Walk around again and inspect each light to ensure they are charging. On most lighting systems, this is indicated by a small, green LED light.


Step five – Record and take action

The results of the test should be noted in your logbook. If there are any problems, note it down.

Call Wells Electrical to rectify any malfunctioning lights or request compliance clarification if there's any action to be taken.

Emergency lighting test with no test key

Not every emergency lighting system comes with a test key. You must find the electrical consumer unit if your building doesn’t have one.

Once you’ve identified the consumer unit, switch off the power to the main electricity supply to switch on the emergency lights. In some cases, there could be more than one circuit.

Beware that touching anything inside a consumer unit raises the risk of electrocution. If in doubt, call upon a qualified electrician.

How do I know if my emergency light is working after a test?

Determining whether your emergency lights are working after a test is simple enough. Look out for the following signs that your emergency lighting needs servicing:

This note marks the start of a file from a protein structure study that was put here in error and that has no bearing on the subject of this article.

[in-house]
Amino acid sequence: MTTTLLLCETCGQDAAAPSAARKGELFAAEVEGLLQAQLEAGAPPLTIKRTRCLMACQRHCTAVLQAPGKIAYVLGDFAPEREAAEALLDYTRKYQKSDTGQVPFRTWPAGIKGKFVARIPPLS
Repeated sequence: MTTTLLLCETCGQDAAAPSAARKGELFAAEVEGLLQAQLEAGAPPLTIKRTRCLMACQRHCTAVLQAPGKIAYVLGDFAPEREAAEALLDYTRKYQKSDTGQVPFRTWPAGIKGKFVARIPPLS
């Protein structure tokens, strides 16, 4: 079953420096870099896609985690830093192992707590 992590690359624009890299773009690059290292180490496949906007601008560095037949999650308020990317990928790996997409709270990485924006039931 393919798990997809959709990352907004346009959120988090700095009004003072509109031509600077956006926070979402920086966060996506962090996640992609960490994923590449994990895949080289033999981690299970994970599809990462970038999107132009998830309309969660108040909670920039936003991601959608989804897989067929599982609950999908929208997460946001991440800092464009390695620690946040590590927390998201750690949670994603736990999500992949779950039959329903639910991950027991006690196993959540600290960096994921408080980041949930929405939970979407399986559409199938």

·  Dimmed lights.

·  Flickering lights.

·  Lights that won’t switch on.

·  Lights that burn out quickly.

·  Absence of the green LED charge light.


The difficulty most businesses have is judging the lux level or brightness. Most of the time, this might be obvious, but even a minor decrease in lux level could see you in non-compliance yet be barely visible to the untrained eye.

Again, this is why it’s essential to call upon a professional to conduct your emergency lighting tests. You can read our complete guide to emergency lighting to get started firstly.

Book an Emergency Lighting Test & Stay Compliant

What to do if an emergency light is not operating correctly after a test

According to the law, emergency lights must be functional 24/7, 365 days a year. So, what happens if one of your lights isn’t working?